Bob Dylan praised or dissed Smokey Robinson’s “Tracks of My Tears” – which is it?
Back in 1965 I remember a New York Herald Tribune story about hanging out with Bob Dylan when he seems to dis about Smokey Robinson’s “Tracks of my Tears”. See One Night With Bob Dylan In New York 1965
“’I want to hear that record again,’ said Dylan, clattering back into the room…The record was “Since I Lost My Baby” by The Temptations and Dylan had played it several times during the day.”
“’Do you think it’s as good as the Beethoven Quartets?’ someone asked.”
“’I think it’s certainly as good as ‘Tracks of My Tears’,’ Dylan answered.”
When we read that article in 1965, in the days of Bob Dylan the cool hipster, we weren’t sure if Dylan was pulling our leg or serious. The story was one of those rambling evenings with Dylan and friends where he said things off the cuff some of which were not meant to be fact. Dylan was playing the cool hipster, the iconoclast rebel who put people down with his cutting words.
Music critic and journalist Peter Stone Brown said the article in the Tribune was written by Al Aronowitz, another rock journalist. Aronowitz is famous or infamous for introducing The Beatles to Bob Dylan in a New York hotel room whereupon Dylan gave the Fab Four their first marijuana joints.
Aronowitz is also known to have put words in Bob Dylan’s mouth for media consumption. In today’s terms he would have been “embedded” with Dylan and other musicians in that he enjoyed very good access to the Dylan and hung out with him.
Aronowitz became a junkie and was later blacklisted. “Aronowitz became a freebase junkie, entering a recreational hell that puts dampers on anyone’s friendship. He became, he admits, an “Assaholic.” Empty Mirror
Time has revealed that Dylan has a deep appreciation of all kinds of music. Who in the days of “Blonde on Blonde” could have believed Dylan would record an album of pop standards from the Great American Songbook?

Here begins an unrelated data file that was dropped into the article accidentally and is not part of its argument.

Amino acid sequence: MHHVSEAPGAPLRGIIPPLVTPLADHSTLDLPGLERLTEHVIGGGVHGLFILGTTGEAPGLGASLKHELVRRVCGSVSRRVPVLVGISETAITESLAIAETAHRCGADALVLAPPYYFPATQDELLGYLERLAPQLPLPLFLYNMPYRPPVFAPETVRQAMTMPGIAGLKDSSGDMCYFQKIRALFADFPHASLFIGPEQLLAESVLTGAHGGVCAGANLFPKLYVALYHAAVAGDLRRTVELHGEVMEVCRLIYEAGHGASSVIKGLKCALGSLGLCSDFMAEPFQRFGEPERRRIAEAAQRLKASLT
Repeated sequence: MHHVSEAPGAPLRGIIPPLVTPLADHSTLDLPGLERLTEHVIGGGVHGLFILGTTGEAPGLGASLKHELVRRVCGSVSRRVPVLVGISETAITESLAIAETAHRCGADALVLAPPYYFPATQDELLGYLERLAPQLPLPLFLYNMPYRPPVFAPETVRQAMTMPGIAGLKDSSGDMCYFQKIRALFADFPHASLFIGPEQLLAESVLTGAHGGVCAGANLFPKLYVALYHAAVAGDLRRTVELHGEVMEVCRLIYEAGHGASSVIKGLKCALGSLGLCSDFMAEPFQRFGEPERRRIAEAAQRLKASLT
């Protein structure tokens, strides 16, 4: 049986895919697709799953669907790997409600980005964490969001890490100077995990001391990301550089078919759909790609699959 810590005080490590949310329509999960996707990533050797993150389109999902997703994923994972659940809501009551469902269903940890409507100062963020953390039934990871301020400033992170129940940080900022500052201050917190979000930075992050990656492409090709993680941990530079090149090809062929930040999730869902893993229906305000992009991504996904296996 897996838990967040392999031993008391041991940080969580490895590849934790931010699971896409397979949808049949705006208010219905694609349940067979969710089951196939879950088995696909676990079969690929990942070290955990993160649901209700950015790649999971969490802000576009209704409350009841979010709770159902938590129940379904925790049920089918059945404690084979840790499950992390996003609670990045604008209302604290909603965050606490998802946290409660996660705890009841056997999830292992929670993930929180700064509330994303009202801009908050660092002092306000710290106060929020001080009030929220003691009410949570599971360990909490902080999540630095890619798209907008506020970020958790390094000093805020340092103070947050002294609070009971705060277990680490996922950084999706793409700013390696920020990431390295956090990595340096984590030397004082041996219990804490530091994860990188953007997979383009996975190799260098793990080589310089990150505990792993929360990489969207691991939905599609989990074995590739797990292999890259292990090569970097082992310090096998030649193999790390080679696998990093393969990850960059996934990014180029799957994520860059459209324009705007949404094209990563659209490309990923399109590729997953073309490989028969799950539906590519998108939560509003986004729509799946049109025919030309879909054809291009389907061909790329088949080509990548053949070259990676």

Bob Dylan once called Smokey Robinson America’s greatest living poet, and while he may have said this with his tongue firmly in cheek, he wasn’t far from wrong (all music).
“The KQED press conference in December of 1965 (available on the DVD “Dylan Speaks”).
Q: What poets do you dig?
A: Rimbaud, I guess; W. C. Fields; The family, you know, the trapeze family in the circus; Smokey Robinson; Allen Ginsberg; Charlie Rich – he’s a good poet.” Bob Dylan and the lie about America’s Greatest Living Poet
Rolling Stone rates “Tracks of My Tears” as #50 of the top 500 Rock and Roll Songs of all time.
Marv Tarplin was the guitarist in The Miracles. Harry Belafonte’s Jamaican “The Banana Boat Song” inspired him to write the music for “The Tracks of My Tears“.
Smokey Robinson didn’t know what to do with the tune. He sat with it for six months before figuring out where to take it lyrically. Finally, he came up with an opening line. But then he got stuck again. He was tempted to write something about crying, but didn’t want to fall into cliché. When he resolved to say something about tears that had never be written before, the ball started rolling.
Eventually, Robinson wrote this line:
“Although she may be cute/She’s just a substitute.”
When Pete Townsend of The Who heard “The Tracks of My Tears” on the radio after it became a huge hit, he became obsessed with the way Robinson sang the word “substitute“. He couldn’t get it out of his head. This inspired him to celebrate the word with a song dedicated to it. CBC
“Tracks of My Tears” has been covered by artists like Linda Ronstadt, Johnny Rivers, Aretha Franklin, Go West and Dolly Parton.
“Tracks of My Tears” is widely recognized as a great and timeless song, a rock and roll standard and Smokey Robinson’s high voiced version the best.
Available on Smokey Robinson & The Miracles – Definitive Collection or the 2005 remaster My World: The Definitive Collection. Also Amazon.ca in Canada and Amazon.co.uk in the UK.
Or download from iTunes My World: The Definitive Collection – Smokey Robinson.
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By Stephen Pate, NJN Network